While clearing off the cobwebs from this blog (it’s a decorating choice, really — not a sign of neglect!), I began thinking about the prospect for change that each new year presents.
And change, when you are an editor, can be a very good thing.
The longer I edit, the less patience I have for some of the exceedingly proscriptive stances I adopted earlier in my career. Nowadays I am seeing language as much more malleable than calcified, and some rules that I once considered sacrosanct seem more like suggestions or niceties. Or sometimes, to be honest, just kind of dumb.
In the past I would dutifully change “over” to “more than.” Each “while” that did not concern itself with temporality would become “whereas.” “Hopefully” as a sentence adverb? Not on my watch.
Nowadays, unless the client has a specific preference one way or the other, I’m much more likely to let some of these shibboleths rest unchallenged.
Don’t get me wrong – I am not becoming a let’s-let-it-all-hang-out descriptivist. Some rules (or guidelines, if you find the word “rules” when it comes to language ludicrous) are helpful; others aren’t, and never have been. (Even back in the day I split infinitives with glee.) I think that my job is to know when observing a “rule” will improve clarity, flow, or readability and when it is flexing one’s editorial muscles purely to show you’ve spent time at the gym.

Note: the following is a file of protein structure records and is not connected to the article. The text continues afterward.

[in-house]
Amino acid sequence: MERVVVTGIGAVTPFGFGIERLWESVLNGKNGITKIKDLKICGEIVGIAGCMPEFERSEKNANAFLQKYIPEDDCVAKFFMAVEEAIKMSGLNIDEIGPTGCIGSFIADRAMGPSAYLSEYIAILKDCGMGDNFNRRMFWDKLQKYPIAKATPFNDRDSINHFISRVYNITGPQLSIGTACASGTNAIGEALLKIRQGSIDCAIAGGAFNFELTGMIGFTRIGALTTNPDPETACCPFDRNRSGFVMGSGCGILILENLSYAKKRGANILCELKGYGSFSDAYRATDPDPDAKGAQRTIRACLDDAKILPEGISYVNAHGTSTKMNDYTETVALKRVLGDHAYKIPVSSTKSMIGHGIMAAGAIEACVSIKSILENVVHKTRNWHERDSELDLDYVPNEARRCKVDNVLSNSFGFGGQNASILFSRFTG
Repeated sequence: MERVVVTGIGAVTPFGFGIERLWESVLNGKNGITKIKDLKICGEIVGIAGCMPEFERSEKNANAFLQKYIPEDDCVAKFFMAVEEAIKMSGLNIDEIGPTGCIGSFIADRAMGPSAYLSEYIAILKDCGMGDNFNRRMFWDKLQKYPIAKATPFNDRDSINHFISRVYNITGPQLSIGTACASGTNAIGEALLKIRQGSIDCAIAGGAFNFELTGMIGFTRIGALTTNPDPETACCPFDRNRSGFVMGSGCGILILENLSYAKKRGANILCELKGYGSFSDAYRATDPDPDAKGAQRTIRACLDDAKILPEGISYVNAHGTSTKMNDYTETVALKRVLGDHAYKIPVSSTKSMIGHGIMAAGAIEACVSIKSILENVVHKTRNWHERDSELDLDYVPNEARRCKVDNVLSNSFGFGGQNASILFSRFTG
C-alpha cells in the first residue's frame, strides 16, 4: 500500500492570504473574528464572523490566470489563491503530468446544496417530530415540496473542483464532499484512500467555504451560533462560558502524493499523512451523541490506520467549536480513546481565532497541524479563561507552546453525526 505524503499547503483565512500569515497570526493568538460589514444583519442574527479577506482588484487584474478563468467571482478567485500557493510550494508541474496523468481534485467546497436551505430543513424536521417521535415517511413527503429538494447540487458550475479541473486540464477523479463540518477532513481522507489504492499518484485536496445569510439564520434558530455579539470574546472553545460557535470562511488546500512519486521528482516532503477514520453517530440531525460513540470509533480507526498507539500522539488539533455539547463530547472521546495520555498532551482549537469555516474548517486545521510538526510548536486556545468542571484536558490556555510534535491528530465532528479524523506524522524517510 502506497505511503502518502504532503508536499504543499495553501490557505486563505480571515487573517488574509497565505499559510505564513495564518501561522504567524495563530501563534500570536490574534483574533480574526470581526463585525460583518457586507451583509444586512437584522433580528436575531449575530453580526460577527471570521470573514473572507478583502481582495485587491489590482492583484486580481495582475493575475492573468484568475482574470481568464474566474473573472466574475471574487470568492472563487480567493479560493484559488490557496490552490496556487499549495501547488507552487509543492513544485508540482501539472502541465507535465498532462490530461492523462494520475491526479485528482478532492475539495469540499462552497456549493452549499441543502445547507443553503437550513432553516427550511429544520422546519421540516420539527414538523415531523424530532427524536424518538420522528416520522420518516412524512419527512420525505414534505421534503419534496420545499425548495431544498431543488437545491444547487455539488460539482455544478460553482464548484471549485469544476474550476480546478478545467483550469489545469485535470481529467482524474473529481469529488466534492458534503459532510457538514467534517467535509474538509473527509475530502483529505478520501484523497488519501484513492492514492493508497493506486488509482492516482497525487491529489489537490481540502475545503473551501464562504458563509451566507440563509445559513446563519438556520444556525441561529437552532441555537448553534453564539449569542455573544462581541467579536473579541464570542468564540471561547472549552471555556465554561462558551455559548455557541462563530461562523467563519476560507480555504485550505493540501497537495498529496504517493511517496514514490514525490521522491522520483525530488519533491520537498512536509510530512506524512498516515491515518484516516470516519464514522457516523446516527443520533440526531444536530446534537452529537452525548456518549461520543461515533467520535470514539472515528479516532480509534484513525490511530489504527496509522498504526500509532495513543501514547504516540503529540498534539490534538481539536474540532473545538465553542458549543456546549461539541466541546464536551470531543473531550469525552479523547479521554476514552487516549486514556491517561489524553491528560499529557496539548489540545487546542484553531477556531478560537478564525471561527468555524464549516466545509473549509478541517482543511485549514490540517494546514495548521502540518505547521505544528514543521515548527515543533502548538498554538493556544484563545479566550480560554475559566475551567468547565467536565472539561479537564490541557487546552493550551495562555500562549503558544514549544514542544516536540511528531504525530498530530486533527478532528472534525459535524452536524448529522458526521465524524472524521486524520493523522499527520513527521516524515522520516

I haven’t abandoned all my old habits. I still distinguish between “due to” and “because of,” for example, even though I suspect the difference eludes most readers and may, in fact, never have mattered in the first place. Maybe my future self will look back on this stance with disdain as well. As long as my future self still likes chocolate chip cookies, though, we’re good.
Here’s to continued growth and self-discovery. And fewer cobwebs ’round here.